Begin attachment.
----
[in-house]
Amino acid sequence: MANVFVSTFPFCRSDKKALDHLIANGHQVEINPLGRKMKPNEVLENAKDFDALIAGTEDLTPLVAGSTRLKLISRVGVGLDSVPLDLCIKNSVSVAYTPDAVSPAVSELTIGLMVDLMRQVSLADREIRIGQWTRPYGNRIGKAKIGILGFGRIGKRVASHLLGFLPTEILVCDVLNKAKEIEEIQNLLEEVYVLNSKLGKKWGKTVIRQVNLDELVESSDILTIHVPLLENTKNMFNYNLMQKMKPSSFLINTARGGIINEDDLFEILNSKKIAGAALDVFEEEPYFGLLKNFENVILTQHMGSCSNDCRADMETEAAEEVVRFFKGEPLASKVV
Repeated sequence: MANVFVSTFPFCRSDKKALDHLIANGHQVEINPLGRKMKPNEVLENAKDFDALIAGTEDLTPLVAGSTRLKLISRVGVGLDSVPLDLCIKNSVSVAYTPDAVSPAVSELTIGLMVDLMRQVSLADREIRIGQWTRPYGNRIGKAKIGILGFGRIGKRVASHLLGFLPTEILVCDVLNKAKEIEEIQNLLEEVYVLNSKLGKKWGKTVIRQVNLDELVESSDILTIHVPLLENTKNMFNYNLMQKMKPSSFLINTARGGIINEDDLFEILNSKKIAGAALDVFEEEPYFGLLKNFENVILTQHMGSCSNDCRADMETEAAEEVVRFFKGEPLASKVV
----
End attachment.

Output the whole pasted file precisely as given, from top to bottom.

[in-house]
Amino acid sequence: MANVFVSTFPFCRSDKKALDHLIANGHQVEINPLGRKMKPNEVLENAKDFDALIAGTEDLTPLVAGSTRLKLISRVGVGLDSVPLDLCIKNSVSVAYTPDAVSPAVSELTIGLMVDLMRQVSLADREIRIGQWTRPYGNRIGKAKIGILGFGRIGKRVASHLLGFLPTEILVCDVLNKAKEIEEIQNLLEEVYVLNSKLGKKWGKTVIRQVNLDELVESSDILTIHVPLLENTKNMFNYNLMQKMKPSSFLINTARGGIINEDDLFEILNSKKIAGAALDVFEEEPYFGLLKNFENVILTQHMGSCSNDCRADMETEAAEEVVRFFKGEPLASKVV
Repeated sequence: MANVFVSTFPFCRSDKKALDHLIANGHQVEINPLGRKMKPNEVLENAKDFDALIAGTEDLTPLVAGSTRLKLISRVGVGLDSVPLDLCIKNSVSVAYTPDAVSPAVSELTIGLMVDLMRQVSLADREIRIGQWTRPYGNRIGKAKIGILGFGRIGKRVASHLLGFLPTEILVCDVLNKAKEIEEIQNLLEEVYVLNSKLGKKWGKTVIRQVNLDELVESSDILTIHVPLLENTKNMFNYNLMQKMKPSSFLINTARGGIINEDDLFEILNSKKIAGAALDVFEEEPYFGLLKNFENVILTQHMGSCSNDCRADMETEAAEEVVRFFKGEPLASKVV